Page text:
Our friends at the League of Conservation Voters (LCV) released their 2007 National Environmental Scorecard today, and it reveals some good and bad news. First of all, the 110th Congress demonstrated solid movement toward a clean energy future for our country, including passing the energy bill in December (which included higher fuel-efficiency standards).
We enjoyed looking at the scores of the presidential candidates. From the LCV news release:
"The presidential candidates' scores all suffered from the occupational hazard of absenteeism. Sens. Hillary Clinton (D-NY) and Barack Obama (D-Ill.) missed four votes each in 2007, although both made a point of being on hand for the key vote that would have allowed a version of the energy bill to move forward that included a provision to repeal billions of dollars in tax breaks for big oil and put that money toward clean energy programs. Clinton’s score in 2007 was 73 percent (87 percent lifetime); Obama’s was 67 percent (86 percent lifetime)."Sen. John McCain (R-Ariz.) scored 0 percent in 2007 (24 percent lifetime) due to missing all 15 votes scored, including the key vote on repealing tax giveaways to big oil – a measure that failed by only one vote."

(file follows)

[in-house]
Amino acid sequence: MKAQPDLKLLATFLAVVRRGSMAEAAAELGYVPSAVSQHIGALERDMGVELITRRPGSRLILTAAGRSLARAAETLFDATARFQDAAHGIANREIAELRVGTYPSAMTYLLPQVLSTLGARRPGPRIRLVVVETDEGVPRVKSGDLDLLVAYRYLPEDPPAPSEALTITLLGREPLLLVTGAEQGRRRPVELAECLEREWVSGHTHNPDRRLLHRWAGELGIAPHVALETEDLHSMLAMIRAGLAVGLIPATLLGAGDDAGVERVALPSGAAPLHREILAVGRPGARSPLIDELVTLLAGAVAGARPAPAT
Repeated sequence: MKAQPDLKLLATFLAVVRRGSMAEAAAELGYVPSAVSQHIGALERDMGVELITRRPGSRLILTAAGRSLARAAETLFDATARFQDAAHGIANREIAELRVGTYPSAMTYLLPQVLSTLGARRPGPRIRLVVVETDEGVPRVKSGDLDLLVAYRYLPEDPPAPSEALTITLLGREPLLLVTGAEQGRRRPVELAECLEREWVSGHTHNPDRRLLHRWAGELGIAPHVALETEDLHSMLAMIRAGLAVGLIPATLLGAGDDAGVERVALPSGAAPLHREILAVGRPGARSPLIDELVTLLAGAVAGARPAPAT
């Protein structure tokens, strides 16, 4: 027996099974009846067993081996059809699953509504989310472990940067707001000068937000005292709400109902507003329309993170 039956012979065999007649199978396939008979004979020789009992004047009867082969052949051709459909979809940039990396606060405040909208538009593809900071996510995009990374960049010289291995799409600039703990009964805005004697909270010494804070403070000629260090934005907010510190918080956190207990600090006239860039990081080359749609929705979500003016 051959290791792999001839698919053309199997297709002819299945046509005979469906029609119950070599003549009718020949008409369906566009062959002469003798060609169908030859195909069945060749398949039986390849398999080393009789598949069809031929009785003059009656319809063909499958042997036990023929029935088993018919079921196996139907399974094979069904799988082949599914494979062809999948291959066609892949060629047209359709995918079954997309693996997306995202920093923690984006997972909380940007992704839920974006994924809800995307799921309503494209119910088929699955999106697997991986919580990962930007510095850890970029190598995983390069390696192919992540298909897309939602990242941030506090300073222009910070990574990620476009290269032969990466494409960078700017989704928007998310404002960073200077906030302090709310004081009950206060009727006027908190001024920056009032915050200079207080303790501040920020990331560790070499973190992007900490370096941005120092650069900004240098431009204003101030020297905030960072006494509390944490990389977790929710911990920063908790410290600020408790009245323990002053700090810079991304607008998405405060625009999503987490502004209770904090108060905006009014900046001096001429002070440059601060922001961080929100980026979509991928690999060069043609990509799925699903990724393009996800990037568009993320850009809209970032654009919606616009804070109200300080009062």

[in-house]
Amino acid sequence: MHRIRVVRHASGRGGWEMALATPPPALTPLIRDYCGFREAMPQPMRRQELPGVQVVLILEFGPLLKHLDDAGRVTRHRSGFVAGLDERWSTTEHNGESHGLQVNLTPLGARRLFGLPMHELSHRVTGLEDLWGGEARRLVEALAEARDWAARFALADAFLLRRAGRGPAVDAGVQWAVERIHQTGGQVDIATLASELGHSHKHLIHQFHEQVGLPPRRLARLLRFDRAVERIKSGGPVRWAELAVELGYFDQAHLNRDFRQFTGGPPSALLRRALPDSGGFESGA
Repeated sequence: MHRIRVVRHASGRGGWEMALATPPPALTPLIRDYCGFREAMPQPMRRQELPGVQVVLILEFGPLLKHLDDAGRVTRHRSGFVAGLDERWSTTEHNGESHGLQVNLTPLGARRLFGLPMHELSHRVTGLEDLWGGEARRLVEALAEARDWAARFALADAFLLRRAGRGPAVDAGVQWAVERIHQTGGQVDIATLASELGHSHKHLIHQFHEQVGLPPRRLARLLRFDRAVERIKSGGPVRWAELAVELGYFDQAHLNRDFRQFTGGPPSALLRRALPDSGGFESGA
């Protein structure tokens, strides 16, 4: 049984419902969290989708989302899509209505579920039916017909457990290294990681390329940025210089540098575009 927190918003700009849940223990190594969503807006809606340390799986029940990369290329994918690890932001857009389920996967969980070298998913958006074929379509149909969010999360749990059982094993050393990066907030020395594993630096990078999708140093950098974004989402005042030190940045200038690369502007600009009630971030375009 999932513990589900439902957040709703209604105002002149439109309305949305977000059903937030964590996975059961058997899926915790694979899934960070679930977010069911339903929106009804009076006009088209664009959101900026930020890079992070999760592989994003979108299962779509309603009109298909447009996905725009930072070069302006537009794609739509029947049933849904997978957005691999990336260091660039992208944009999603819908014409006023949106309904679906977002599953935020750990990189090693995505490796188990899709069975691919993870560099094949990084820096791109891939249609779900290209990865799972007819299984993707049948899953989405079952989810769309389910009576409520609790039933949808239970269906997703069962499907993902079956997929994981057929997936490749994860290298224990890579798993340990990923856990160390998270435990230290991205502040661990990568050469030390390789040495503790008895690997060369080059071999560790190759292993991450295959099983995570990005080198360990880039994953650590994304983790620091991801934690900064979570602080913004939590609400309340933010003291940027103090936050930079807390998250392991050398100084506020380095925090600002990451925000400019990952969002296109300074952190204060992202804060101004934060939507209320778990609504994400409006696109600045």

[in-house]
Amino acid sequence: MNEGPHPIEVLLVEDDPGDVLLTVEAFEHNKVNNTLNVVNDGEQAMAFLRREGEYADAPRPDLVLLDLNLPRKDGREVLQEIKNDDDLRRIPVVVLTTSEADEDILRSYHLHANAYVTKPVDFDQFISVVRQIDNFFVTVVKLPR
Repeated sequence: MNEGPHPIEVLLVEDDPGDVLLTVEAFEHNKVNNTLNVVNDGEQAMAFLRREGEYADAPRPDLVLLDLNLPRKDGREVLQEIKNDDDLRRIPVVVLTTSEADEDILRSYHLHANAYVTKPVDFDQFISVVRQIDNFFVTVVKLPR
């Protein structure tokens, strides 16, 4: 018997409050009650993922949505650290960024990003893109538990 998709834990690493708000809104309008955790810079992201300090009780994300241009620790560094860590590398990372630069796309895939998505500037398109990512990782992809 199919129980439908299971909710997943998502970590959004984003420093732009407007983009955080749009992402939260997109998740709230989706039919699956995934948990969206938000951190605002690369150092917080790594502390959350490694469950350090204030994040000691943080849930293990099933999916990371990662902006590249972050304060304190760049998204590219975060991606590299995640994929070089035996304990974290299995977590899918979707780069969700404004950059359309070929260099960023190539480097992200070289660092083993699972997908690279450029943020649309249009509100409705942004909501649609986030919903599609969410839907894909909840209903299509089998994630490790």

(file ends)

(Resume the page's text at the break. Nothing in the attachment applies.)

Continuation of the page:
Zero percent in 2007, Sen. McCain? Ouch. This is surprising for a senator who's said he's very much for fighting global warming. (Sierra Club Executive Director Carl Pope has blogged twice now on McCain's words and actions - read "John McCain Should be Ashamed" and "Is John McCain Really Unclear on the Concept."
The LCV Scorecard is for 2007, but Sen. McCain did not start out 2008 aiming for a high score either, what with his missing the expanded stimulus package vote two weeks ago, which would have included clean-energy incentives, and which lost by -- get this -- one vote. (we discussed that vote in our Feb. 7 post.
All very interesting from someone who claims the leadership mantle on climate change (See: Greenwire - by subscription only.)
Beyond the presidential candidates, the new LCV report gives scores to all members of Congress, and you should definitely check out the ratings of your own leaders. How'd they do? While you're at it, yes McCain missed the expanded stimulus package vote, but how did your senators vote? You can thank or spank them here, depending on the answer. But most importantly, find out where your decision-makers stand on the issue.